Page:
What is cash flow in real estate? Here is a look at the difference between positive and negative cash flow, what it means when a rental property is cash flowing, and why it matters.
If you are considering buying a rental property that you plan to buy and hold (which means you’ll hold it in your portfolio and use it as a rental), you need to know the property’s monthly cash flow.
It’s true that monthly cash flow is only one of the benefits of buying rental properties, but it is major factor in determining the difference between a good investment and a bad one.
Investing in rental properties revolves around cash flow, so before you buy, you need to be able to answer the question, “Does this property cashflow or not?”
What does cash flow in real estate mean?
Cash flow in real estate refers to the amount of money that flows through the property each month.
It’s measured as either positive cash flow or negative cash flow, and is a way of saying if the property makes money or loses money each month.
Cash flow determined by taking the income minus the expenses, and what’s left over is the cash flow.
An example of how to calculate real estate cash flow:
In order to calculate a property’s project monthly cash flow, you need to know the expected monthly rent, likely mortgage (and insurance/tax fees), and other factors like property management fees and percentage to set aside for maintenance.
Once you have those numbers, you can calculate monthly cash flow.
Monthly Rent Income – Monthly Expenses (mortgage, insurance, taxes, fees, maintenance reserves etc) = Monthly Cash Flow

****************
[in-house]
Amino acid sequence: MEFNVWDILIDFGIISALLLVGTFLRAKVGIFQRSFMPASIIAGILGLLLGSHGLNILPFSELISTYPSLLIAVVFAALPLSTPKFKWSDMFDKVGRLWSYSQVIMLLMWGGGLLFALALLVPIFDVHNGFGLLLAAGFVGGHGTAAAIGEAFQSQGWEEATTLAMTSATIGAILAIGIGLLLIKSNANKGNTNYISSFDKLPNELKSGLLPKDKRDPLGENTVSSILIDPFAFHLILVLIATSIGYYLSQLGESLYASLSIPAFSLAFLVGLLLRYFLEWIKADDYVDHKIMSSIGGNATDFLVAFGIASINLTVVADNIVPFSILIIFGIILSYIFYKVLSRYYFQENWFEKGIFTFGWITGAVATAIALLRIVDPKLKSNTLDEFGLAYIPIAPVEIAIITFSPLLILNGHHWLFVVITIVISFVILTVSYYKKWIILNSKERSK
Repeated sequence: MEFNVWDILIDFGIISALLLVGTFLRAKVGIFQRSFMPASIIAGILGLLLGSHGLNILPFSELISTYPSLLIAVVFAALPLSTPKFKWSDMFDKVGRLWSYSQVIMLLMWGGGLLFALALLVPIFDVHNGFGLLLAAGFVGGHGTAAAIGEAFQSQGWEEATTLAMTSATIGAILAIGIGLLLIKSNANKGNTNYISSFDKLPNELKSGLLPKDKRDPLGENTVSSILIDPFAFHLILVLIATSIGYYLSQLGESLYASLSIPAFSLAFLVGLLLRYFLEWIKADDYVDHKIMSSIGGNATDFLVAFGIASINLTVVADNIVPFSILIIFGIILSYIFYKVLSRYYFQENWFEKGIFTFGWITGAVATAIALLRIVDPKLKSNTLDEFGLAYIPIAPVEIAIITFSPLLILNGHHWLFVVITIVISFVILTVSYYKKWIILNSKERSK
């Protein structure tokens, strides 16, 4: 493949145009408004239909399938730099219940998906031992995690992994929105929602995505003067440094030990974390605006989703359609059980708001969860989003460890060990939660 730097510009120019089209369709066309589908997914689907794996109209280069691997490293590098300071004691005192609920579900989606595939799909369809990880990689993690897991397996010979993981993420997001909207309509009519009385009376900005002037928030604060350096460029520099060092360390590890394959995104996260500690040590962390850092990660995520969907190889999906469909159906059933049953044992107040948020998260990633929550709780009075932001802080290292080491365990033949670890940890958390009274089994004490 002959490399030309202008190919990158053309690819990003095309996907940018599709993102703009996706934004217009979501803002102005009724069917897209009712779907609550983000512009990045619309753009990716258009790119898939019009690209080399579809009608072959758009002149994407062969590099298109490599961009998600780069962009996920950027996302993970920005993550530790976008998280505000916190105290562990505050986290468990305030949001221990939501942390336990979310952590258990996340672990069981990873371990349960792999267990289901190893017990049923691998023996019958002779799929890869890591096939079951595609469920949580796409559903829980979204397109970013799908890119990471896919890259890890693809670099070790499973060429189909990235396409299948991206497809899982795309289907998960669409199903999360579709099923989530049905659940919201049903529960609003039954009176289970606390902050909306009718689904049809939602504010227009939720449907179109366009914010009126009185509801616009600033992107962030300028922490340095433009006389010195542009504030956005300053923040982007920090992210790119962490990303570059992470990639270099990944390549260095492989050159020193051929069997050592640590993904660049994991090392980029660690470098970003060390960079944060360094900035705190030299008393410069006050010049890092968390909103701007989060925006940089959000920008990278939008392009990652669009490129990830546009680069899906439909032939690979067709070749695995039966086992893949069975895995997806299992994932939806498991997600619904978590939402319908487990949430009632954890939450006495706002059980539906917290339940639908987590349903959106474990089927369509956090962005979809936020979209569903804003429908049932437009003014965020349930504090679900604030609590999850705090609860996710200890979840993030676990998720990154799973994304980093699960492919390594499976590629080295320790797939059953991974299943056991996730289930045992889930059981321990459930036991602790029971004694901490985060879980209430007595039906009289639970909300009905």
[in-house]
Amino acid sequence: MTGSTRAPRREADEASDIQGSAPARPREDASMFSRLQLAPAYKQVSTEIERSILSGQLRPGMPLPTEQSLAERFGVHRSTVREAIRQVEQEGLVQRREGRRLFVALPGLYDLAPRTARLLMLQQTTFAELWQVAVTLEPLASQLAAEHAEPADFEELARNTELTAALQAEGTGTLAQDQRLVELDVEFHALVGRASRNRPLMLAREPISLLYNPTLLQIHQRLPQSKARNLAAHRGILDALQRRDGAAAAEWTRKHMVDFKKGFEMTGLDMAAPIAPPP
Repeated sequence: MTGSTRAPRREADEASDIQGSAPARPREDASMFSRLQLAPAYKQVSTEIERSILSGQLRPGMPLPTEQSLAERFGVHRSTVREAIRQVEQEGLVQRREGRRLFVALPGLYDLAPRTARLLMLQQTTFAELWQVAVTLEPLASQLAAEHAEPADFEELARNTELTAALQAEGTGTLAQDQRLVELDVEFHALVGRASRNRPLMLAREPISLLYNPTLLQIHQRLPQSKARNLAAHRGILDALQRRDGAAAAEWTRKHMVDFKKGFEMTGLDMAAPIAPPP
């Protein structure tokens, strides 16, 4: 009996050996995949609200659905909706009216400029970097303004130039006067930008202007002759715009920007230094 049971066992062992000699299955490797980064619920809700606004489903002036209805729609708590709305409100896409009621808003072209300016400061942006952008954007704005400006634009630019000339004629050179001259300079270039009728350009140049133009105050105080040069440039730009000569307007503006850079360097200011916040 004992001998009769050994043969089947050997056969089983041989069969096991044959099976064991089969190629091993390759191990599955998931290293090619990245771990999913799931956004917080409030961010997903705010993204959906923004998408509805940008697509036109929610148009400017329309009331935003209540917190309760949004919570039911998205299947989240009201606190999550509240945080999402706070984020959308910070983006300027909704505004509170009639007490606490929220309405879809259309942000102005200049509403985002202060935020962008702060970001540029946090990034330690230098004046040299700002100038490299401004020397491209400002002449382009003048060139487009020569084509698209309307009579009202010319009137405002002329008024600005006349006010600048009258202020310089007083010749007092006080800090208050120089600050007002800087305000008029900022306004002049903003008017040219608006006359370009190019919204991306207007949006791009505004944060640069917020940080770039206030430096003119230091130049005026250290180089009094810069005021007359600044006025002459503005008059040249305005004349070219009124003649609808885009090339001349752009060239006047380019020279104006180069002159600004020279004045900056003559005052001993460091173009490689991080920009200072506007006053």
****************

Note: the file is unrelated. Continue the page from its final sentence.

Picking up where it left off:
If a renter pays $1000 in rent each month, and the property requires $700 of that to be paid toward the mortgage, property manager, utilities, maintenance reserves etc, then the property is said to have a monthly cash flow of $300.
That means you as the owner of that rental property would receive a positive cash flow of $300 each month.
(You’ll have to pay taxes on that $300 at the end of the year, but that’s the amount that goes into your bank account now. And you can use tax strategies designed to help real estate investors save on taxes to keep more of your money.)
What does it mean when someone says their property is not “cash flowing?”
Determining a property’s projected cash flow is one of the first things to consider when looking at potential rental properties to buy.
But what happens when someone says a property is not cash flowing?
When someone says their property is not cash flowing, that means the rent being collected is NOT covering the mortgage, and other associated fees with running and maintaining the property.
It means the investor is losing money each month, instead of making money from the property.
This can be caused by factors like tenant vacancy, declining market conditions which drop the rent people will pay for the area, or unexpected maintenance issues like city sewer and water assessments, or a new roof etc.
If an investor determines their property is no longer cash flowing (or no longer having a positive cash flow each month), they will likely look to see if they can sell the property, and find a different property to invest in; one that will have a positive monthly cash flow.
Cash (flow) is king when investing in real estate rental properties
You’ve probably heard that cash is king, and the same goes for rental properties; cashFLOW is king.
Before you seriously consider buying a rental property, you need to determine the rental’s projected monthly cashflow, and make sure it’s going to be a worthwhile longterm investment.
Once you determine that the property you’re considering buying as a rental is indeed cashflowing positively, consider that your green light to move forward with your potential acquisition!